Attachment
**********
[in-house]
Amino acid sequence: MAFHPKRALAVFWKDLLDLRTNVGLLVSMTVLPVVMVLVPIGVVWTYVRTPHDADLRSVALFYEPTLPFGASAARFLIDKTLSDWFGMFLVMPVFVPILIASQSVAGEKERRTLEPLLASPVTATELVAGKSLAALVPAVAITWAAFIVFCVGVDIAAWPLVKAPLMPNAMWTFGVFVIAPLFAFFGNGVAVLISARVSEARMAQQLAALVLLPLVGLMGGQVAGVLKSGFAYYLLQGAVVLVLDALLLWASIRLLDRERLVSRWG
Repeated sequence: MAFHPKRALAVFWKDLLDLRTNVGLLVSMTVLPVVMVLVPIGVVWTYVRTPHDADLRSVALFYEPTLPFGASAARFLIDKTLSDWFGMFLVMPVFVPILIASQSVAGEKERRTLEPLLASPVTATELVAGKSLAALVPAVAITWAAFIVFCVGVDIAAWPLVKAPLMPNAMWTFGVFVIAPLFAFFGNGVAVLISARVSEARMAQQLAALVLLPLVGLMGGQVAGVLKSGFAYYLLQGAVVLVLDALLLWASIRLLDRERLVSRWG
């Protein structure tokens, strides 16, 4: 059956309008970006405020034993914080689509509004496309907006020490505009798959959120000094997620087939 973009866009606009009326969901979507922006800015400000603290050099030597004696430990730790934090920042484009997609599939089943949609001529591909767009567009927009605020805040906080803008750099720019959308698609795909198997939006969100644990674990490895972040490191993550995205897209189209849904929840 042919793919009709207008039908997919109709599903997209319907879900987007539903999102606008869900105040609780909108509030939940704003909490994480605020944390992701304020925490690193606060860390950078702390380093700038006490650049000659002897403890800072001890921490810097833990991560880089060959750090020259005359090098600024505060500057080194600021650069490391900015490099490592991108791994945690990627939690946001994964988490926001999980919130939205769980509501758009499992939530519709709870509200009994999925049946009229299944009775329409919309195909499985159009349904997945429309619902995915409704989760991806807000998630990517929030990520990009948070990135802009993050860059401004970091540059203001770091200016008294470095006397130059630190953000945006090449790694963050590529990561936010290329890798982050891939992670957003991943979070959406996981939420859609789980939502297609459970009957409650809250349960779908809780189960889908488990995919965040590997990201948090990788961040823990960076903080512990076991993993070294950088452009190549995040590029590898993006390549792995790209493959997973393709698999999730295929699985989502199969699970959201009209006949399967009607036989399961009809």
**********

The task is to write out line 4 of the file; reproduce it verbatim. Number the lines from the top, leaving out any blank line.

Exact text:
């Protein structure tokens, strides 16, 4: 059956309008970006405020034993914080689509509004496309907006020490505009798959959120000094997620087939 973009866009606009009326969901979507922006800015400000603290050099030597004696430990730790934090920042484009997609599939089943949609001529591909767009567009927009605020805040906080803008750099720019959308698609795909198997939006969100644990674990490895972040490191993550995205897209189209849904929840 042919793919009709207008039908997919109709599903997209319907879900987007539903999102606008869900105040609780909108509030939940704003909490994480605020944390992701304020925490690193606060860390950078702390380093700038006490650049000659002897403890800072001890921490810097833990991560880089060959750090020259005359090098600024505060500057080194600021650069490391900015490099490592991108791994945690990627939690946001994964988490926001999980919130939205769980509501758009499992939530519709709870509200009994999925049946009229299944009775329409919309195909499985159009349904997945429309619902995915409704989760991806807000998630990517929030990520990009948070990135802009993050860059401004970091540059203001770091200016008294470095006397130059630190953000945006090449790694963050590529990561936010290329890798982050891939992670957003991943979070959406996981939420859609789980939502297609459970009957409650809250349960779908809780189960889908488990995919965040590997990201948090990788961040823990960076903080512990076991993993070294950088452009190549995040590029590898993006390549792995790209493959997973393709698999999730295929699985989502199969699970959201009209006949399967009607036989399961009809």